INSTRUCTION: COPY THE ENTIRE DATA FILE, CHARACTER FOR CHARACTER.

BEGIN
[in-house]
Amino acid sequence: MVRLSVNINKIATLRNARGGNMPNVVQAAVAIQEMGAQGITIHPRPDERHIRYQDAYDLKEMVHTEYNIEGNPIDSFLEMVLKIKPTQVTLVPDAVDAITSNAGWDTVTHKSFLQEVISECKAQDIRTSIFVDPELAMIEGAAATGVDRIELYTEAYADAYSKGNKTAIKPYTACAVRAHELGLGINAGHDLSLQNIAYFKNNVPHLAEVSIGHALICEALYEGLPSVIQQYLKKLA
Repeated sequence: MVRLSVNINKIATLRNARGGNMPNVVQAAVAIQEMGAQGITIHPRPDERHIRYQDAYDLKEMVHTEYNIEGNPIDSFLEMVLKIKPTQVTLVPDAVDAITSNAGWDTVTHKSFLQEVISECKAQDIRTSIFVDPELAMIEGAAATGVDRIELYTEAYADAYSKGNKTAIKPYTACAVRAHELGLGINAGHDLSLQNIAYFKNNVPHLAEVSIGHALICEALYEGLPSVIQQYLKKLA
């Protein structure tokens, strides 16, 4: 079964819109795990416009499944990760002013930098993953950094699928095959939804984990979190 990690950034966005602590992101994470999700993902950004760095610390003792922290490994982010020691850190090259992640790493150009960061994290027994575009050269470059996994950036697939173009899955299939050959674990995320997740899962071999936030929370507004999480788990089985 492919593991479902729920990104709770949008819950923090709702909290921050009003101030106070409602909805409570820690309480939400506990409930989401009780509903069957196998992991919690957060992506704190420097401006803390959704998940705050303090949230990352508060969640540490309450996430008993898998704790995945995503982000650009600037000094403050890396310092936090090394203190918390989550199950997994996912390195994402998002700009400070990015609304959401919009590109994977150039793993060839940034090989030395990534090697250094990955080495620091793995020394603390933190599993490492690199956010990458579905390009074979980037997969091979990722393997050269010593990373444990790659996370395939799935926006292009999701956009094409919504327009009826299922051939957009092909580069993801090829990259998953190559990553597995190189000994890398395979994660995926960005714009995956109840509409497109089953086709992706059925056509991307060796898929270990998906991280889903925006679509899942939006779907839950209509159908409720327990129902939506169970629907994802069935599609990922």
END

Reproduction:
[in-house]
Amino acid sequence: MVRLSVNINKIATLRNARGGNMPNVVQAAVAIQEMGAQGITIHPRPDERHIRYQDAYDLKEMVHTEYNIEGNPIDSFLEMVLKIKPTQVTLVPDAVDAITSNAGWDTVTHKSFLQEVISECKAQDIRTSIFVDPELAMIEGAAATGVDRIELYTEAYADAYSKGNKTAIKPYTACAVRAHELGLGINAGHDLSLQNIAYFKNNVPHLAEVSIGHALICEALYEGLPSVIQQYLKKLA
Repeated sequence: MVRLSVNINKIATLRNARGGNMPNVVQAAVAIQEMGAQGITIHPRPDERHIRYQDAYDLKEMVHTEYNIEGNPIDSFLEMVLKIKPTQVTLVPDAVDAITSNAGWDTVTHKSFLQEVISECKAQDIRTSIFVDPELAMIEGAAATGVDRIELYTEAYADAYSKGNKTAIKPYTACAVRAHELGLGINAGHDLSLQNIAYFKNNVPHLAEVSIGHALICEALYEGLPSVIQQYLKKLA
């Protein structure tokens, strides 16, 4: 079964819109795990416009499944990760002013930098993953950094699928095959939804984990979190 990690950034966005602590992101994470999700993902950004760095610390003792922290490994982010020691850190090259992640790493150009960061994290027994575009050269470059996994950036697939173009899955299939050959674990995320997740899962071999936030929370507004999480788990089985 492919593991479902729920990104709770949008819950923090709702909290921050009003101030106070409602909805409570820690309480939400506990409930989401009780509903069957196998992991919690957060992506704190420097401006803390959704998940705050303090949230990352508060969640540490309450996430008993898998704790995945995503982000650009600037000094403050890396310092936090090394203190918390989550199950997994996912390195994402998002700009400070990015609304959401919009590109994977150039793993060839940034090989030395990534090697250094990955080495620091793995020394603390933190599993490492690199956010990458579905390009074979980037997969091979990722393997050269010593990373444990790659996370395939799935926006292009999701956009094409919504327009009826299922051939957009092909580069993801090829990259998953190559990553597995190189000994890398395979994660995926960005714009995956109840509409497109089953086709992706059925056509991307060796898929270990998906991280889903925006679509899942939006779907839950209509159908409720327990129902939506169970629907994802069935599609990922």